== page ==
From tech support for clueless parents to changing settings away from home, remote desktop tools are an invaluable part of the modern software kit. But the mobile market has expanded to the point that many developers consider the target a higher priority than desktops. That's why AirDroid—makers of the popular tool for managing your Android device from your desktop—have just released a new AirMirror app for remotely controlling one mobile device from another.
Google is trying to phase out Chrome Web Store apps, in favor of more modern (and cross-platform) Progressive Web Apps. One of the most well-known Chrome apps is Chrome Remote Desktop, a remote management tool similar to VNC or TeamViewer. While it was originally designed to give Chromebooks a proper remote desktop application, it has also become popular as a TeamViewer alternative.
Although not as fast as RDP or Chrome Remote Desktop (at least in my experience), TeamViewer is one of the easiest ways to remotely control a computer. Today TeamViewer launched the TeamViewer 12 beta, finally offering remote-to-remote control on select Android devices.
Chrome Remote Desktop is a rather obscure Google product, but that doesn't mean it's not useful. Once the desktop application is installed, you can control it from any Android device, iOS device, or computer (with Chrome). In my testing, it actually works extremely well, often with a lower latency than popular remote access applications like TeamViewer.
Chrome Remote Desktop had been stuck on version 44 since July 2015, until an update rolled out today to version 49 (it follows Chrome's version numbers). With it come a few interface improvements that make the app a lot more Material and a new touch mode that creates a new interaction method with your remote desktop.
First things first, the main interface has now gotten a better title bar, a spec-compliant side-menu, and the color scheme has switched from a mix of blue and green to a more unified blue. You will also notice from my screenshots that computers now show their status if they have been offline for a while.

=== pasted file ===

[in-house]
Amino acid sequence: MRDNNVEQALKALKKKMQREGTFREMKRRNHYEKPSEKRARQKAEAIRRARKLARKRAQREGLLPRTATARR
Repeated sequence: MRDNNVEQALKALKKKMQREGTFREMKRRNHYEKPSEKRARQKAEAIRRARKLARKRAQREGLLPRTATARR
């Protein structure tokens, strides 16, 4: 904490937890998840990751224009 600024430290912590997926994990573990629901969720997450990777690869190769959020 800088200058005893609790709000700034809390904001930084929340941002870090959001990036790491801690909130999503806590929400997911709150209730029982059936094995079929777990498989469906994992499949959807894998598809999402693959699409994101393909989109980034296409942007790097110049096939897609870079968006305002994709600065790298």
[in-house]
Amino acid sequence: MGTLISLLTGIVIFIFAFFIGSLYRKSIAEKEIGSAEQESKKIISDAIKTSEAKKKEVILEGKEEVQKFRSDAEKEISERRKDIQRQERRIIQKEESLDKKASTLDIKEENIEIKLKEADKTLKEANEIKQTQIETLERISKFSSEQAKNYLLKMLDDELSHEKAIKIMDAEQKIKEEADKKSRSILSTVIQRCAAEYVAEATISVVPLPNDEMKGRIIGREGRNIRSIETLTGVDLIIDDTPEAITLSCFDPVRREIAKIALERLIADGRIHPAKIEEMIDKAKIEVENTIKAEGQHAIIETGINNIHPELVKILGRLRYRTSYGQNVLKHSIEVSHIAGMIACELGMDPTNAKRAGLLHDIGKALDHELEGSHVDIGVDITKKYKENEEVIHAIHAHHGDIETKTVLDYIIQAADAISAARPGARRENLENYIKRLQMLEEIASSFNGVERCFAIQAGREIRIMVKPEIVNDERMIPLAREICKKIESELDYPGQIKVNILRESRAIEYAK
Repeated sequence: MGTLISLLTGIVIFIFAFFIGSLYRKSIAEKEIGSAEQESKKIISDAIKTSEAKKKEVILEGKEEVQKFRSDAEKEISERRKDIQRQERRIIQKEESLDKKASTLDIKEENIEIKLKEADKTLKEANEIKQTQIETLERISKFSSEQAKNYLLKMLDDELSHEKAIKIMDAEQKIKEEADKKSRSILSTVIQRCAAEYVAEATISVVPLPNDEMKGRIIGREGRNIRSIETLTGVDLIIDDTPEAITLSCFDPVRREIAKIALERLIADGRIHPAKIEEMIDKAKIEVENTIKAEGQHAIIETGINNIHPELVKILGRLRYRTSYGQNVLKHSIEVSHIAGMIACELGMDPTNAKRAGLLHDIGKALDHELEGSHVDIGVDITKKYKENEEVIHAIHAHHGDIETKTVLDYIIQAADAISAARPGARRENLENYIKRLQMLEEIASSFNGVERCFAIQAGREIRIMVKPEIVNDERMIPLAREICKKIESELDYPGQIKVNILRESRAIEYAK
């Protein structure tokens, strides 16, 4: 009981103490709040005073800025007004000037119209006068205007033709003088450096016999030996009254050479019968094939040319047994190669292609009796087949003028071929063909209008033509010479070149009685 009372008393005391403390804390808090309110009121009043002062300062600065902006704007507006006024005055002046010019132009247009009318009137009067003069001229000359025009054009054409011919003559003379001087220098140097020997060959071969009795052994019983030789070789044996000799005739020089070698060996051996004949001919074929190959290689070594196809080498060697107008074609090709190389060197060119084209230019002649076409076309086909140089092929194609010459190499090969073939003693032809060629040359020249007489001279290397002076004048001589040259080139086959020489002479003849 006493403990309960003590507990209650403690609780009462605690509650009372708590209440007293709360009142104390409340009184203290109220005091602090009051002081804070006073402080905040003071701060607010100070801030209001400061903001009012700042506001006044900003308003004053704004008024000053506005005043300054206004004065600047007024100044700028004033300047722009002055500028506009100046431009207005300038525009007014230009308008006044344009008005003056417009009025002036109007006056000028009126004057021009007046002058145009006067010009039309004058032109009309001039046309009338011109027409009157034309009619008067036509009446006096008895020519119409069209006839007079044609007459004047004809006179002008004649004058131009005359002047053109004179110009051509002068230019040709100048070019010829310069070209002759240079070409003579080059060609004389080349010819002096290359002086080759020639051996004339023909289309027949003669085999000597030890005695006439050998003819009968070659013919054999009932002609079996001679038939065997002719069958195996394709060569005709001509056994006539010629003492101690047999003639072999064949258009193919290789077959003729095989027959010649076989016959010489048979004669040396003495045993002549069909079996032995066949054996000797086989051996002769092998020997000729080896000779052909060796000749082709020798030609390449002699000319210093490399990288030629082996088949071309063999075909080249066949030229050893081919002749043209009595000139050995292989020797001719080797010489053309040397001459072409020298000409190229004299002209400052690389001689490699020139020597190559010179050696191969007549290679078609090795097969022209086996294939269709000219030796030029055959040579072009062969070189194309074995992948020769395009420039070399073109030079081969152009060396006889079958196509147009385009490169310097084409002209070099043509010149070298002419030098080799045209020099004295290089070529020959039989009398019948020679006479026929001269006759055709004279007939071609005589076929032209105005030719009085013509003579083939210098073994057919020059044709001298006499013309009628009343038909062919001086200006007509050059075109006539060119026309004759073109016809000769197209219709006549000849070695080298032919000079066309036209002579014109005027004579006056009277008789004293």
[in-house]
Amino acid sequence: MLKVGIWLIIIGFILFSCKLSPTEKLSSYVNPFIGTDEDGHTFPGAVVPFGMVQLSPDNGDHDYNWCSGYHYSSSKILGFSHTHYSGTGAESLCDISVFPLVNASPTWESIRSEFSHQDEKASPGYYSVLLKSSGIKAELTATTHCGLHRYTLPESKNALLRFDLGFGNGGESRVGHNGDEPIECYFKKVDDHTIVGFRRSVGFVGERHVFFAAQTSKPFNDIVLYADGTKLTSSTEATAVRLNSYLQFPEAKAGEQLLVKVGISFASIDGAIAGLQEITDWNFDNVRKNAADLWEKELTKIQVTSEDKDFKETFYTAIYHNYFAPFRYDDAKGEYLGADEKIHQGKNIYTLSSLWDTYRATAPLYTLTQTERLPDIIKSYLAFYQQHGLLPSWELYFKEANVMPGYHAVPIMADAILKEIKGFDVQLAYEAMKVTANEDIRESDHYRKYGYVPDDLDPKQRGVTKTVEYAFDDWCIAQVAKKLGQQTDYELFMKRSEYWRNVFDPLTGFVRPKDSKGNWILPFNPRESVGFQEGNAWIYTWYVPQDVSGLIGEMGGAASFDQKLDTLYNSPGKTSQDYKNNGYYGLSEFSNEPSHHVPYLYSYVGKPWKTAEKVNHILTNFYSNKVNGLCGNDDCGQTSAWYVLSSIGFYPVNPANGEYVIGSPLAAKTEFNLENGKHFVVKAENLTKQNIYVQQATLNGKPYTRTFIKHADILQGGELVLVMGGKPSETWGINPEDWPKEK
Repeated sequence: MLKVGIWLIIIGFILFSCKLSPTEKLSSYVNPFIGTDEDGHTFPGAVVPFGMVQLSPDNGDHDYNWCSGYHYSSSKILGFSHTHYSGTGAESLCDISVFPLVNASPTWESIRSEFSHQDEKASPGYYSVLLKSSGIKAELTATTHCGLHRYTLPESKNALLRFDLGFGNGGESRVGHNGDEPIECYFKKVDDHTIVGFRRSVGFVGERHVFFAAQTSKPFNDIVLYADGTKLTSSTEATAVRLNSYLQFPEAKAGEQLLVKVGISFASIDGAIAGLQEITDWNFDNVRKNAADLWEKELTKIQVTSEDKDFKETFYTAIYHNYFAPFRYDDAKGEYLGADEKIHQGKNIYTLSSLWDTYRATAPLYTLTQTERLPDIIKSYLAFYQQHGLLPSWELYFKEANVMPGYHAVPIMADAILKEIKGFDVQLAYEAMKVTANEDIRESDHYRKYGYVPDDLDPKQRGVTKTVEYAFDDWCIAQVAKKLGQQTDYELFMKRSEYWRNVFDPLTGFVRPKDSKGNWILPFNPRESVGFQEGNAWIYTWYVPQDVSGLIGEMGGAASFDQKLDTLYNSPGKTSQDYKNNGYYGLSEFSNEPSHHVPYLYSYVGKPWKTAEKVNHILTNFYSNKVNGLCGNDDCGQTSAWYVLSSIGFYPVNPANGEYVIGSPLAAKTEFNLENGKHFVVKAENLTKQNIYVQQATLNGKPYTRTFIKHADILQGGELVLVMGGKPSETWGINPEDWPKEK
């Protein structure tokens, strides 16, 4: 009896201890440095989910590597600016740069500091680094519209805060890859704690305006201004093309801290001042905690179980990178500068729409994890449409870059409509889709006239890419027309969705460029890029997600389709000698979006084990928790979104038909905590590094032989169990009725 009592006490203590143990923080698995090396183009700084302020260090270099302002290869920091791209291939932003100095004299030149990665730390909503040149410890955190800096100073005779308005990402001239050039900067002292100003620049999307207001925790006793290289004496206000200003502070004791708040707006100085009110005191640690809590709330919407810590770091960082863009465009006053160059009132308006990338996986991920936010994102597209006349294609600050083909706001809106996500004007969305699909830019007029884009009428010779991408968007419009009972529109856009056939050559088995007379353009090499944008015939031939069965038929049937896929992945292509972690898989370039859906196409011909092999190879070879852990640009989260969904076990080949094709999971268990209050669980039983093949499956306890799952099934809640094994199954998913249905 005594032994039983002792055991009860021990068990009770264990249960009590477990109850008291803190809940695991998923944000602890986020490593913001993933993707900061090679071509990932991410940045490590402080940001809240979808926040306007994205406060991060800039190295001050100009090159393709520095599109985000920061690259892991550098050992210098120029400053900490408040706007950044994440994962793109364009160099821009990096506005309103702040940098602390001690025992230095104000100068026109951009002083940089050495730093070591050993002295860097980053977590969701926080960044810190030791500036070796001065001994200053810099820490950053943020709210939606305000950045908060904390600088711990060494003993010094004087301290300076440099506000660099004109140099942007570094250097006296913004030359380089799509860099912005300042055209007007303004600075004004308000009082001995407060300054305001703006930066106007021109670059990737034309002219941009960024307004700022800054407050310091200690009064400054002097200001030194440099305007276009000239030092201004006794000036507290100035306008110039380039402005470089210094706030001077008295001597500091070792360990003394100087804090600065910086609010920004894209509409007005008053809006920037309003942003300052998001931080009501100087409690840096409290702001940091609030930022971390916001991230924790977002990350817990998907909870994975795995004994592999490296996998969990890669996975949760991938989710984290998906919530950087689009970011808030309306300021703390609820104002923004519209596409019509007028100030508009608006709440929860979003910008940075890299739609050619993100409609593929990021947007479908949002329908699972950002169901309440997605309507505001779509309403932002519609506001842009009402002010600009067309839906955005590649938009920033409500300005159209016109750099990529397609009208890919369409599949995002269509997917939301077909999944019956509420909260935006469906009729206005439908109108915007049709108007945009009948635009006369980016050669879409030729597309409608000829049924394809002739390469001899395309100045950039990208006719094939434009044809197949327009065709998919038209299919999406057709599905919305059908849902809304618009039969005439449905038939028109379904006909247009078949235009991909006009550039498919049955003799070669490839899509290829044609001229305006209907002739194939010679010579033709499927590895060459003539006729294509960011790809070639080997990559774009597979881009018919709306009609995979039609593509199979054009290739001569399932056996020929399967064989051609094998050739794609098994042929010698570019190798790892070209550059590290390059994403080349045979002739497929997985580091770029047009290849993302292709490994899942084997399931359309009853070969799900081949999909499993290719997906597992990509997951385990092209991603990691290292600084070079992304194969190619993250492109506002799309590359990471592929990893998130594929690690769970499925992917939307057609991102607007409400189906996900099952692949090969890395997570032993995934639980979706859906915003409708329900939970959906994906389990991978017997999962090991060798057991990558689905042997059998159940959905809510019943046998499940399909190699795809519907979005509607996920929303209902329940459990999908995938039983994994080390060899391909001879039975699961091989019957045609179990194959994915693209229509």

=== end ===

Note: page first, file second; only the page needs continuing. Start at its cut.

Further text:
Running remote desktop software from an Android device has a different purpose than doing the same from a traditional PC. When you're connecting from a laptop, you're probably accessing an application at home or work that only exists on that one machine. But on Android, you have the option to greatly expand what your phone or tablet can do.
Microsoft's commitment to Android keeps on impressing us with new app releases, frequent improvements to its existing portfolio, and decent overall adoption of Google's design guidelines. Case in point, Remote Desktop. This handy app that lets you remotely connect to any Windows computer has been available for a while on Android, but its design was outdated and its features were slightly limited. Well that's no more.
Remote Desktop is finally getting the updated design and multiple account support that have been in testing through the app's Beta channel for a few months now. As you can see from the screenshots, the interface is more in line with Lollipop and although the nit-picky amongst us can point out a few missteps here and there, it's still a significant improvement over the old UI (pictured at the end of the post).
Or your mom, or grandparents, or siblings or children, whatever. The point is that TeamViewer thinks that there's a market for remote support on Android TV. The QuickSupport app allows users to remotely view and control an Android device from a standard PC - it's essentially the reverse of a conventional remote desktop app. And now it works on your TV! How 'bout that.
Honestly, the Android TV interface is so stripped down and simple - think Roku meets the Play Store - that it's hard to imagine a situation where someone would buy a unit for themselves and not be able to operate it.
One of the cooler features of NVIDIA's SHIELD and SHIELD Tablet is their capability to remotely play PC games. And one of the more frustrating parts of this feature is that you must have both NIVIDIA's mobile hardware and a high-end NVIDIA graphics card on your gaming PC. A new game streaming app hopes to beat NVIDIA on both of those points. KinoConsole is a free download in the Play Store, and you can grab the server program for your desktop here.
Setting up and connecting the app isn't difficult; just set a password for your PC and run the app on the same local network, or alternately, with a Google account.